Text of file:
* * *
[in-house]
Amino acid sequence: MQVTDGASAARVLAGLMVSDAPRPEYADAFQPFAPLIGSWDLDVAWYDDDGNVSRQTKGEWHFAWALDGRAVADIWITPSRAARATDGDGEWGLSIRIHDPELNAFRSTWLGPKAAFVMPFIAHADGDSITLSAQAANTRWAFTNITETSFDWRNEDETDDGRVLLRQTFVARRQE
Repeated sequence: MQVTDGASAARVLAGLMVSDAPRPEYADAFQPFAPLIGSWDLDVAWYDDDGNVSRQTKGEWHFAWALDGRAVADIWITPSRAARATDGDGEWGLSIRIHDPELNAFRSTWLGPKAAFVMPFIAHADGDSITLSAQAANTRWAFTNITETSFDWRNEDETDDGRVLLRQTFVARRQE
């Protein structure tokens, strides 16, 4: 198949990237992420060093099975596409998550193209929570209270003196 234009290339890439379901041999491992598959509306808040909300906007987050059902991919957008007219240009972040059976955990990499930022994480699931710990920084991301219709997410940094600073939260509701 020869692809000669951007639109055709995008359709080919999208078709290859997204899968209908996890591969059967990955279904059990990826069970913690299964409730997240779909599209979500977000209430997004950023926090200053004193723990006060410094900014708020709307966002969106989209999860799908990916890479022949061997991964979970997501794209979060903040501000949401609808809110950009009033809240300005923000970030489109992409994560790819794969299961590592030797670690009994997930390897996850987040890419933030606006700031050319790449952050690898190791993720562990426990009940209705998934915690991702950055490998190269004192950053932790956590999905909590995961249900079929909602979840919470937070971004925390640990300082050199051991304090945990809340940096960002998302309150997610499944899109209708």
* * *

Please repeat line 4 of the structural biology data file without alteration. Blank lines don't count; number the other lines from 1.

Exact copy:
């Protein structure tokens, strides 16, 4: 198949990237992420060093099975596409998550193209929570209270003196 234009290339890439379901041999491992598959509306808040909300906007987050059902991919957008007219240009972040059976955990990499930022994480699931710990920084991301219709997410940094600073939260509701 020869692809000669951007639109055709995008359709080919999208078709290859997204899968209908996890591969059967990955279904059990990826069970913690299964409730997240779909599209979500977000209430997004950023926090200053004193723990006060410094900014708020709307966002969106989209999860799908990916890479022949061997991964979970997501794209979060903040501000949401609808809110950009009033809240300005923000970030489109992409994560790819794969299961590592030797670690009994997930390897996850987040890419933030606006700031050319790449952050690898190791993720562990426990009940209705998934915690991702950055490998190269004192950053932790956590999905909590995961249900079929909602979840919470937070971004925390640990300082050199051991304090945990809340940096960002998302309150997610499944899109209708």